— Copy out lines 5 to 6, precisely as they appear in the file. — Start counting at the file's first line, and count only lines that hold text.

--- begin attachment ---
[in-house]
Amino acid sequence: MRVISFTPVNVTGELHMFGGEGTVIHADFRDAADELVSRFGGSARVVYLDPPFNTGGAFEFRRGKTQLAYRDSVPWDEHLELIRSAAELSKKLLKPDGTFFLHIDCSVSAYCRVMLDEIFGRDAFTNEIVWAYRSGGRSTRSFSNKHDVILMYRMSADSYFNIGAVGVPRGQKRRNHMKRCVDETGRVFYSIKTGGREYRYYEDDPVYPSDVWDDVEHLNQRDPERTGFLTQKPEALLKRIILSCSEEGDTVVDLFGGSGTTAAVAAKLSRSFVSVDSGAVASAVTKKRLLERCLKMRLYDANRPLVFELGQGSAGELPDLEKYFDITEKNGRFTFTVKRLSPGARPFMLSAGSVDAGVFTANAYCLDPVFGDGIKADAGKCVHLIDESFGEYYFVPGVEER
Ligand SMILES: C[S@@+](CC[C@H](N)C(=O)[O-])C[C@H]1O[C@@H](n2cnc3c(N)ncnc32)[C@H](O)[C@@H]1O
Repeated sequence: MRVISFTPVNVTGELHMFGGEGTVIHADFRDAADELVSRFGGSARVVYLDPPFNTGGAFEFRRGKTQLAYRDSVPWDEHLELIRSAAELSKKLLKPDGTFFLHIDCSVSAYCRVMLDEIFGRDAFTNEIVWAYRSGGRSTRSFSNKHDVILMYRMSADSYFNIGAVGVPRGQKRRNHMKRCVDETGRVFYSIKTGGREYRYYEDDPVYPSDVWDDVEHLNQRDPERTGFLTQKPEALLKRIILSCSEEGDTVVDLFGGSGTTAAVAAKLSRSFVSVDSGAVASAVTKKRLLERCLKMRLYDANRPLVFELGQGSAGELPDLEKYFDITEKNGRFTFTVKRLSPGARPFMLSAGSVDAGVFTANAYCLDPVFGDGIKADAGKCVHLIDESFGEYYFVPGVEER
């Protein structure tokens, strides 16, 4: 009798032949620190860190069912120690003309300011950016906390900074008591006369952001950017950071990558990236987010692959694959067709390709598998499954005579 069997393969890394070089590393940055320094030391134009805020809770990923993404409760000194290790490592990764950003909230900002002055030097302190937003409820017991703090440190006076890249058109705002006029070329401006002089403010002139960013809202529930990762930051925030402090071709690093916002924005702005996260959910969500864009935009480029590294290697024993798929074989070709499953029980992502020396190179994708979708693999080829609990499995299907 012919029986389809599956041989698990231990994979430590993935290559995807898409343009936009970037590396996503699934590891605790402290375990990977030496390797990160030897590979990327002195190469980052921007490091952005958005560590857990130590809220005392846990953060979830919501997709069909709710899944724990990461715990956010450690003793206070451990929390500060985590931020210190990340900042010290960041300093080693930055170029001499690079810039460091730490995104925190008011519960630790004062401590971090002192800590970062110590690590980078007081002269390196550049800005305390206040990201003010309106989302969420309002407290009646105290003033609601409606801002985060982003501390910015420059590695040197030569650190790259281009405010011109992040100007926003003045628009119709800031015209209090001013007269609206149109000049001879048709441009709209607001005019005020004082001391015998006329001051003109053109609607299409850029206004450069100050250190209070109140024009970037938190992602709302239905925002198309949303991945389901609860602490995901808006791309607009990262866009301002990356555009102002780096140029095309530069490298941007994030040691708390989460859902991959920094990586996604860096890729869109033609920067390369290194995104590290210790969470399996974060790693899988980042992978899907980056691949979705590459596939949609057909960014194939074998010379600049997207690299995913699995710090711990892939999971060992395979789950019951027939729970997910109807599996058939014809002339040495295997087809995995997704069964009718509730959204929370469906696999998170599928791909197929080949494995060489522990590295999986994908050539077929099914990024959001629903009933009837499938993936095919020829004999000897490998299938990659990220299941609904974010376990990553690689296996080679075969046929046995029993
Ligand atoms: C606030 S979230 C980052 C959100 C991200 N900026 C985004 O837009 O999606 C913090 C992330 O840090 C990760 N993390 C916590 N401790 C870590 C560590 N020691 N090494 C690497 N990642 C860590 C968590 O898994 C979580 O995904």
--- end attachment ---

């Protein structure tokens, strides 16, 4: 009798032949620190860190069912120690003309300011950016906390900074008591006369952001950017950071990558990236987010692959694959067709390709598998499954005579 069997393969890394070089590393940055320094030391134009805020809770990923993404409760000194290790490592990764950003909230900002002055030097302190937003409820017991703090440190006076890249058109705002006029070329401006002089403010002139960013809202529930990762930051925030402090071709690093916002924005702005996260959910969500864009935009480029590294290697024993798929074989070709499953029980992502020396190179994708979708693999080829609990499995299907 012919029986389809599956041989698990231990994979430590993935290559995807898409343009936009970037590396996503699934590891605790402290375990990977030496390797990160030897590979990327002195190469980052921007490091952005958005560590857990130590809220005392846990953060979830919501997709069909709710899944724990990461715990956010450690003793206070451990929390500060985590931020210190990340900042010290960041300093080693930055170029001499690079810039460091730490995104925190008011519960630790004062401590971090002192800590970062110590690590980078007081002269390196550049800005305390206040990201003010309106989302969420309002407290009646105290003033609601409606801002985060982003501390910015420059590695040197030569650190790259281009405010011109992040100007926003003045628009119709800031015209209090001013007269609206149109000049001879048709441009709209607001005019005020004082001391015998006329001051003109053109609607299409850029206004450069100050250190209070109140024009970037938190992602709302239905925002198309949303991945389901609860602490995901808006791309607009990262866009301002990356555009102002780096140029095309530069490298941007994030040691708390989460859902991959920094990586996604860096890729869109033609920067390369290194995104590290210790969470399996974060790693899988980042992978899907980056691949979705590459596939949609057909960014194939074998010379600049997207690299995913699995710090711990892939999971060992395979789950019951027939729970997910109807599996058939014809002339040495295997087809995995997704069964009718509730959204929370469906696999998170599928791909197929080949494995060489522990590295999986994908050539077929099914990024959001629903009933009837499938993936095919020829004999000897490998299938990659990220299941609904974010376990990553690689296996080679075969046929046995029993
Ligand atoms: C606030 S979230 C980052 C959100 C991200 N900026 C985004 O837009 O999606 C913090 C992330 O840090 C990760 N993390 C916590 N401790 C870590 C560590 N020691 N090494 C690497 N990642 C860590 C968590 O898994 C979580 O995904």